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Regionalism and the Reading Class

Globalization and the Internet are smothering cultural regionalism, that sense of place that flourished in simpler times. These two villains are also prime suspects in the death of reading. Or so alarming reports about our homogenous and dumbed-down culture would have it, but as Regionalism and the Reading Class shows, neither of these claims stands up under scrutiny—quite the contrary.

Wendy Griswold draws on cases from Italy, Norway, and the United States to show that fans of books form their own reading class, with a distinctive demographic profile separate from the general public. This reading class is modest in size but intense in its literary practices. Paradoxically these educated and mobile elites work hard to put down local roots by, among other strategies, exploring regional writing. Ultimately, due to the technological, economic, and political advantages they wield, cosmopolitan readers are able to celebrate, perpetuate, and reinvigorate local culture.

Griswold’s study will appeal to students of cultural sociology and the history of the book—and her findings will be welcome news to anyone worried about the future of reading or the eclipse of place.

208 pages | 7 halftones, 3 line drawings, 7 tables | 5 1/2 x 8 1/2 | © 2007

History: General History

Library Science and Publishing: Publishing

Literature and Literary Criticism: General Criticism and Critical Theory

Sociology: Sociology of Arts--Leisure, Sports


“This is a bold, multi-textured, and extremely interesting book that combines fascinating theoretical points with empirically supported case studies. Griswold explores new territory and underscores its significance cogently and incisively.”

Elizabeth Long, author of Book Clubs

“Received wisdom has it that globalization and the Web are killing local culture and regional identities. Add in a decline in reading among young adults and teens in the United States and an explosion in digital tools and games, and the future looks ever more homogenous. But Wendy Griswold argues the opposite, and she backs it up with a trove of evidence ranging from population studies to literary analysis to sociological research to the history of publishing. In truth, she says, regionalism is holding steady against the tide, and its strongest supporters lie among the people who do more than read for information and work. This group is not suppressed or discouraged by globalization and digital media. Contrary to pulling them away from books, the Web supports their habit, for through it they hear about books to buy, comment about books they’ve read, join discussion groups, participate in literary blogs, and check library holdings. The reading class is cosmopolitan and mobile, but it wants local connections. As Griswold concludes, the future of regionalism looks bright.”--Mark Bauerlein, Emory University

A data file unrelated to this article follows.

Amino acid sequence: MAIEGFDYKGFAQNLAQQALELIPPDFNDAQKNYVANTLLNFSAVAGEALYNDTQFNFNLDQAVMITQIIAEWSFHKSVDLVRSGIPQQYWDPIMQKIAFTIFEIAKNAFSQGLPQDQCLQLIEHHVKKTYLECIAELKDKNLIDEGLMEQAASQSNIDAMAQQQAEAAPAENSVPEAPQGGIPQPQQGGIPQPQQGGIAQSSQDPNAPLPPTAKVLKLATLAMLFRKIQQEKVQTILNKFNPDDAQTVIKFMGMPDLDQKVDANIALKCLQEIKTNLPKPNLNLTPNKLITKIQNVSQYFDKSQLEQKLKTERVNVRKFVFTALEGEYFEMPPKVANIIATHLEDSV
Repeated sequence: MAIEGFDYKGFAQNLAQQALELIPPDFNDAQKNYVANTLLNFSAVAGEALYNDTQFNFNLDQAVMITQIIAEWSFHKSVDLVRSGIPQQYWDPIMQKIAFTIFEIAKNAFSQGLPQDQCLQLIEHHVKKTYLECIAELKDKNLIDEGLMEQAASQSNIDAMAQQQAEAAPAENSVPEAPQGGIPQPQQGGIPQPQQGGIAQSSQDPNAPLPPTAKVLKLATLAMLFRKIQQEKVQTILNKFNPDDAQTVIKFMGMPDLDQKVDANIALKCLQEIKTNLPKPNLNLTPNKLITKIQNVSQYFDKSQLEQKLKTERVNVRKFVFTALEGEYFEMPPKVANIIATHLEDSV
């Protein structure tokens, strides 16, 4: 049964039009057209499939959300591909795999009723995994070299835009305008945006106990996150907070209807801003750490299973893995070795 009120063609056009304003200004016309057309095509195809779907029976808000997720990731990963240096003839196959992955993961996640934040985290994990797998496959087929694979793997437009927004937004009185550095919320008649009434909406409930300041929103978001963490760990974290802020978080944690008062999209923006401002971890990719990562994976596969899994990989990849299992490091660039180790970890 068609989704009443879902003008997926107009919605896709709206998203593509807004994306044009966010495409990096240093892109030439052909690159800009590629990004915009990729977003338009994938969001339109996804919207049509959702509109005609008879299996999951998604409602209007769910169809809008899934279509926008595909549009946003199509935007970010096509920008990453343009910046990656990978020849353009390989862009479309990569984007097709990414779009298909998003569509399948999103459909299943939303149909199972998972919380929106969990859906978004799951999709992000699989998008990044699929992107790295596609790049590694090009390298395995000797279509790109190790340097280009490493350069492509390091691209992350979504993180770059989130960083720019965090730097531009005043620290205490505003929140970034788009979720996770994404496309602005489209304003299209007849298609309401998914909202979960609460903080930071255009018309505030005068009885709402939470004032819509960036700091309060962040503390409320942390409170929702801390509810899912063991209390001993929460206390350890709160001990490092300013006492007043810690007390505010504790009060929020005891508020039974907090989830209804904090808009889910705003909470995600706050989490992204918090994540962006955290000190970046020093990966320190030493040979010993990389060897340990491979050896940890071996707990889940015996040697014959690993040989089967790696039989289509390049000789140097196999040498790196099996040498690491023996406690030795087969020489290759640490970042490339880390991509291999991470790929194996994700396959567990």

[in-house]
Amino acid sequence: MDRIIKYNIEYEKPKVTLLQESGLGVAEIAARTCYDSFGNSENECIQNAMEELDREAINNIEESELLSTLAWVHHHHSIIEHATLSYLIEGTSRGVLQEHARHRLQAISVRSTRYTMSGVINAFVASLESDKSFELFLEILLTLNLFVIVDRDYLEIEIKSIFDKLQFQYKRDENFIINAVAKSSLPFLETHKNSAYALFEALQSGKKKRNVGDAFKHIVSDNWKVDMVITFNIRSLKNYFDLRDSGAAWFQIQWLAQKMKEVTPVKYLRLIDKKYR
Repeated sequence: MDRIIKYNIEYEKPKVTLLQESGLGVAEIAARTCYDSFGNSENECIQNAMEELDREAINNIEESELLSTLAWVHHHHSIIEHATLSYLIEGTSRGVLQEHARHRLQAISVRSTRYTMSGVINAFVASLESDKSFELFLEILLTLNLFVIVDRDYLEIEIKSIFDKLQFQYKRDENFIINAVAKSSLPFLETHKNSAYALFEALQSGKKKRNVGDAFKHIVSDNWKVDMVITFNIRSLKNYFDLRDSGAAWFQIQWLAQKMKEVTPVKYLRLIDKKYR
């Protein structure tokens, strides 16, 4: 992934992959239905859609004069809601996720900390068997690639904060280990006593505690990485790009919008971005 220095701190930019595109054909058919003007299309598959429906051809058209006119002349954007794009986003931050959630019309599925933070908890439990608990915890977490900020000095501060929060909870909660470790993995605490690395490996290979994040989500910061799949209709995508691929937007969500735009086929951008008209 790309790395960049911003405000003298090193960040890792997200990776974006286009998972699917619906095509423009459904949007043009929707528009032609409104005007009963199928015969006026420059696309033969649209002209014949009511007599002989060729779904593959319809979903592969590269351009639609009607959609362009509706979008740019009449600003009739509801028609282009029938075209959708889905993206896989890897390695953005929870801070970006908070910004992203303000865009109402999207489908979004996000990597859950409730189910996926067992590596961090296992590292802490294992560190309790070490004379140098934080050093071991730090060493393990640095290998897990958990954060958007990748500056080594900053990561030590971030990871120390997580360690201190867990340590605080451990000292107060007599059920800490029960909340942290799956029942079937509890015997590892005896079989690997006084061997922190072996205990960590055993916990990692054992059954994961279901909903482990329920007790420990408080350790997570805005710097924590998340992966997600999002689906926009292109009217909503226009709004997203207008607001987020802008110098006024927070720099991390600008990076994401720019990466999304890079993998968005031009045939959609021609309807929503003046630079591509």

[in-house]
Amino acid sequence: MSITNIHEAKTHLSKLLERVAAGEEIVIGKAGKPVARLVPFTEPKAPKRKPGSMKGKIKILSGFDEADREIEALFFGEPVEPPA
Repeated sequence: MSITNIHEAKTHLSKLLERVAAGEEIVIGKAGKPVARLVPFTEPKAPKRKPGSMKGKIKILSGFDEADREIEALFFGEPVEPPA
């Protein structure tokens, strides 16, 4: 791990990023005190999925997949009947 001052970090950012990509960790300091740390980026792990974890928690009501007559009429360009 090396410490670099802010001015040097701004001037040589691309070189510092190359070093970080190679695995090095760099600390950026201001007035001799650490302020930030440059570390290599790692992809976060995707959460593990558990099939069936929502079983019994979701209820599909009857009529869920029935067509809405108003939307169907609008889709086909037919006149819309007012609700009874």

Mark Bauerlein

Regionalism and the Reading Class takes on a question at the very center of the ongoing conversation about culture and globalization—where and why do local cultures flourish despite the deluge of words, images, and products from around the world—and pursues it from the shores of Maine to the fjords of Norway, from Tennessee to Sicily, at each point keeping in simultaneous focus the literary work, the audience, and the institutional structure (distribution plans, government subsidies, and so on) linking author to reader. Griswold answers a series of tantalizing puzzles and, by the end, provides a perspective on culture in an age of globalization that is novel, sound, and satisfying. A brilliant example of how the sociology of culture, masterfully applied, can illuminate the most complex and challenging debates in the study of culture.”

Paul DiMaggio, Princeton University

“Certain books deserve a wide audience and a deep impact on scholarship. They offer an argument that challenges and connects seemingly disparate disciplines. Wendy Griswold’s Regionalism and the Reading Class is a monograph of this quality. . . . Regionalism and the Reading Class deserves the influence and impact of Anderson’s Imagined Communities. It should transform geography, media studies, library and information management, internet studies, history and popular cultural studies. It is a reminder of the need to make connections and remember the particular, the different and the regional."

Times Higher Education

Table of Contents

List of Illustrations
1. Place, Regional Culture, and Literary Regionalism
2. The Reading Class
3. Cowbirds in America
4. Paradox in Italy
5. State Patronage in Norway and the U. S.
Conclusion: The Reading Class and Regionalism
Appendix A. Authors from Survey2000
Appendix B. Most Popular Authors Overall and in Nine Regions

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